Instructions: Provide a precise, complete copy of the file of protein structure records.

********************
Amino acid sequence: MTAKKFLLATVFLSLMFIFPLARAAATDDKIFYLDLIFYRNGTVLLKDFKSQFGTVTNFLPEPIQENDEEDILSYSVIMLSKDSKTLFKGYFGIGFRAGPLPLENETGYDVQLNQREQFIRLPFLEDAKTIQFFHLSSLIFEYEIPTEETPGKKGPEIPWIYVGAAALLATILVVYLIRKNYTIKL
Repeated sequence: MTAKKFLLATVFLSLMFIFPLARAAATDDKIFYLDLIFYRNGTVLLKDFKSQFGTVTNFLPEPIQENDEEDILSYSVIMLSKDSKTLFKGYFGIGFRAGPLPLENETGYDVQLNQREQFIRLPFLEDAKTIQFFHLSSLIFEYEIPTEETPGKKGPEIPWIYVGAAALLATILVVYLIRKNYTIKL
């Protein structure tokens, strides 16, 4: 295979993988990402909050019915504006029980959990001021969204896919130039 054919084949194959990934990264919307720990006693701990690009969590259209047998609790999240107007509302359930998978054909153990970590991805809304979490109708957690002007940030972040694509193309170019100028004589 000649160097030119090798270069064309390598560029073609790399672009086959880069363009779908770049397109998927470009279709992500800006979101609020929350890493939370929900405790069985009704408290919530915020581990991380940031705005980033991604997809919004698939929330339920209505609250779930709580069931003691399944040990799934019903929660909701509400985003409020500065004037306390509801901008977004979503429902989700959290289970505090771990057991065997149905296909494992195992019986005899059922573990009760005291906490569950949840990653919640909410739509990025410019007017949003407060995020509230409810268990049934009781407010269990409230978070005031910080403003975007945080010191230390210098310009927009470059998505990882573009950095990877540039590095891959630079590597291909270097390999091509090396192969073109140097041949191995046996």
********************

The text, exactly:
Amino acid sequence: MTAKKFLLATVFLSLMFIFPLARAAATDDKIFYLDLIFYRNGTVLLKDFKSQFGTVTNFLPEPIQENDEEDILSYSVIMLSKDSKTLFKGYFGIGFRAGPLPLENETGYDVQLNQREQFIRLPFLEDAKTIQFFHLSSLIFEYEIPTEETPGKKGPEIPWIYVGAAALLATILVVYLIRKNYTIKL
Repeated sequence: MTAKKFLLATVFLSLMFIFPLARAAATDDKIFYLDLIFYRNGTVLLKDFKSQFGTVTNFLPEPIQENDEEDILSYSVIMLSKDSKTLFKGYFGIGFRAGPLPLENETGYDVQLNQREQFIRLPFLEDAKTIQFFHLSSLIFEYEIPTEETPGKKGPEIPWIYVGAAALLATILVVYLIRKNYTIKL
């Protein structure tokens, strides 16, 4: 295979993988990402909050019915504006029980959990001021969204896919130039 054919084949194959990934990264919307720990006693701990690009969590259209047998609790999240107007509302359930998978054909153990970590991805809304979490109708957690002007940030972040694509193309170019100028004589 000649160097030119090798270069064309390598560029073609790399672009086959880069363009779908770049397109998927470009279709992500800006979101609020929350890493939370929900405790069985009704408290919530915020581990991380940031705005980033991604997809919004698939929330339920209505609250779930709580069931003691399944040990799934019903929660909701509400985003409020500065004037306390509801901008977004979503429902989700959290289970505090771990057991065997149905296909494992195992019986005899059922573990009760005291906490569950949840990653919640909410739509990025410019007017949003407060995020509230409810268990049934009781407010269990409230978070005031910080403003975007945080010191230390210098310009927009470059998505990882573009950095990877540039590095891959630079590597291909270097390999091509090396192969073109140097041949191995046996």